There is much more to say about the comforts of home, about the possibility that backpackers have in the third world of living the lives they can only read about in glossy celebrity lifestyle mags at home, about the psychic economy, and material economy, and of security in the ‘guest house’… much more… check the signage in the photo of the glorious Hotel Modern Lodge: ‘ideal place for foreign tourist’. Says it all really – and so I am off to Japan on wednesday – Tokyo ikimasho!.

Jesus Trinketizaton

This disturbingly interesting post is from youth worker Mark Oestreicher. The convolutions of owning and believing are curious indeed. I normally would not bother with god-botherin’ types, but this is almost authorization from above when he wants to get the law involved in terminologies/normative ideal typologies or whatever we might call em, that I am prone to use on the main pages of this blog, am I right? I reckon he can go ahead and copywrite “Trinketization of Jesus”, but I do hope (and pray?) he will give me a free chain to put on the altar to Trinketization that I keep in my office at Goldsmiths. Whatever the ins and outs on smoking with the lord and so on, I think the best bit is the comment on the ipod picture by Patrick… Here is Mark O’s post in its glorous entirety:

“a clarification on
the trinketization of jesus,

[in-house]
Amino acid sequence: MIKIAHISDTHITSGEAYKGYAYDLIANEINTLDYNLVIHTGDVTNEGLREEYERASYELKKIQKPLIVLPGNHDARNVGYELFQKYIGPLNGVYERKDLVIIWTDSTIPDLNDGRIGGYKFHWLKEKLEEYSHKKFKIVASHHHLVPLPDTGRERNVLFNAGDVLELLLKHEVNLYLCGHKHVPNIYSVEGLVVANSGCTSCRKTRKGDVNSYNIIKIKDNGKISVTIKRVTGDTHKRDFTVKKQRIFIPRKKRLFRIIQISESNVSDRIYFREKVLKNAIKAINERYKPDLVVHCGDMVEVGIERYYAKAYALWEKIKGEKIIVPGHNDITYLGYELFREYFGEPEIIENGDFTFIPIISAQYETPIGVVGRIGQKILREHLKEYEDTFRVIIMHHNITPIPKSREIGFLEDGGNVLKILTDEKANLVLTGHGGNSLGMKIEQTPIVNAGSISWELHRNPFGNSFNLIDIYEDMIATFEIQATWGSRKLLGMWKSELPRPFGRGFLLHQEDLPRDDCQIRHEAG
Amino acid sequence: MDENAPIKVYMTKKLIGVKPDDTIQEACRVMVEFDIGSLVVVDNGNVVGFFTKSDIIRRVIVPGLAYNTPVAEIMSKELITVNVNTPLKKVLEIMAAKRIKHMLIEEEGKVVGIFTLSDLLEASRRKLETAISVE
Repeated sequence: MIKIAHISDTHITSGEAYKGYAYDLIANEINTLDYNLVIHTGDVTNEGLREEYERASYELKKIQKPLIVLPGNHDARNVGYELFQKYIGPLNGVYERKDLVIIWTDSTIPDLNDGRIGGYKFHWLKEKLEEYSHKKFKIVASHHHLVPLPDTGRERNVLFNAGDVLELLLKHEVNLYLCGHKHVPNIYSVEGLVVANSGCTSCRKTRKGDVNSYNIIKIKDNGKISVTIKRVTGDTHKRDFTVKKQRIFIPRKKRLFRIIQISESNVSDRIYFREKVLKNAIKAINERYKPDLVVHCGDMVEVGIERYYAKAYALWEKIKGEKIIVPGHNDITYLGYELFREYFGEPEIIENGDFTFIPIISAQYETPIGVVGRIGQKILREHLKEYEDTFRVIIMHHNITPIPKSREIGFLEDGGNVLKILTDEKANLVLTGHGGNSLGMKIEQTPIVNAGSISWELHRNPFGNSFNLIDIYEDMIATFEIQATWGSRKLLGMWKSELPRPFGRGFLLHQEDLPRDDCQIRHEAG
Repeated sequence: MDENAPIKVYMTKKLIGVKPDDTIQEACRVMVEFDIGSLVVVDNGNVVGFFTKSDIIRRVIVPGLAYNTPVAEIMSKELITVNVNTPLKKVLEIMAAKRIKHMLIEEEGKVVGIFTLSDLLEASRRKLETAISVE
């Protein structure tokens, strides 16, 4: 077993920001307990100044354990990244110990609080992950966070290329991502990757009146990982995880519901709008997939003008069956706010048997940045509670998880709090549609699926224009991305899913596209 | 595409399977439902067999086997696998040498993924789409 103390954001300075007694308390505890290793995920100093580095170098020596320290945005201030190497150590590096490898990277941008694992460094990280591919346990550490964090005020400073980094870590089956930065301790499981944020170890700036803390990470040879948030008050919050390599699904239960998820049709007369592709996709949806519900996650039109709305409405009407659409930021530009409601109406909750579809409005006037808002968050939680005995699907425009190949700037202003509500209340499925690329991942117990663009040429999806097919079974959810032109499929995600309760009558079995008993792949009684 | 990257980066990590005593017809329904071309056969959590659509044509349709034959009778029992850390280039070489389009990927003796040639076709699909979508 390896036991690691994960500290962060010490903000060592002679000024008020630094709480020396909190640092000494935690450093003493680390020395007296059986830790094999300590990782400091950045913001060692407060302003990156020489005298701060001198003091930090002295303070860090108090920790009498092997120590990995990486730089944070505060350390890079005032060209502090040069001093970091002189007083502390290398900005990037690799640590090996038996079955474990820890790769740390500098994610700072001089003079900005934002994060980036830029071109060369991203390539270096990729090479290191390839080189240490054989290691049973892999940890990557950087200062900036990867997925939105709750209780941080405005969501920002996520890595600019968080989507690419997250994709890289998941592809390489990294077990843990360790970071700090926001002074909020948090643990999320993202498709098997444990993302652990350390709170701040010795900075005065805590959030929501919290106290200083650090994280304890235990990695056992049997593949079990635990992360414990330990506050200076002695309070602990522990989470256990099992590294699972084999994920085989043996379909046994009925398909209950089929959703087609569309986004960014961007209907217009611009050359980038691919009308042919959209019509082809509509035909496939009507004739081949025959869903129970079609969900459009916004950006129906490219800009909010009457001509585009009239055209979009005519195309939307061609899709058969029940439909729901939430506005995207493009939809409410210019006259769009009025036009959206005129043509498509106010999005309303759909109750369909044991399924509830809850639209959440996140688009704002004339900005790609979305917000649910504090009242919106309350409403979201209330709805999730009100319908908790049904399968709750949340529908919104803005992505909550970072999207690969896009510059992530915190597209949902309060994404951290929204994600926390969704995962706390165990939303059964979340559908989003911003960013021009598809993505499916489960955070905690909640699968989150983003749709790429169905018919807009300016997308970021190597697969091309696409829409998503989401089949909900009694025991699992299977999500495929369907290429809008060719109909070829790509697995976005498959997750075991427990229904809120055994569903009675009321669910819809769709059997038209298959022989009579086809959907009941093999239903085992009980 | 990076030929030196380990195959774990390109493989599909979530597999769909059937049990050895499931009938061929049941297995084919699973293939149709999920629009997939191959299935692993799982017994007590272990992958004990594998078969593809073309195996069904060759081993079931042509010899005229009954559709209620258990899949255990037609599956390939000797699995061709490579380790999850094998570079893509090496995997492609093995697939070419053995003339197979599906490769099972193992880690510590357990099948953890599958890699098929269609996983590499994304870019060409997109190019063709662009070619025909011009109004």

and, this doesn’t qualify as
jesus junk”

Friday July 06th 2007, 9:56 am
Filed under: church, humor

“so, you may know that i post these fairly irregular “jesus junk of the month” awards. they’re not monthly, in case you haven’t noticed. deal with it.

people mostly find them annoying or hilarious (as i do). but occasionally, i recieve a comment or email from someone who wonders why i feel the need to point out this stuff, because “it’s just good people”, and “can’t you just leave them alone and not buy it?” no, sorry. first, i think it’s funny stuff. but even moreso, i have a deep level of disdain for what i’m officially naming “the trinketization of jesus” (i just copyrighted that, and will be selling keychains with that phrase embossed on them in a few weeks). i’m not opposed to all products that have a christian angle to them; just those that cross the semi-fuzzy line into trinket-land. tchotchkes for jesus.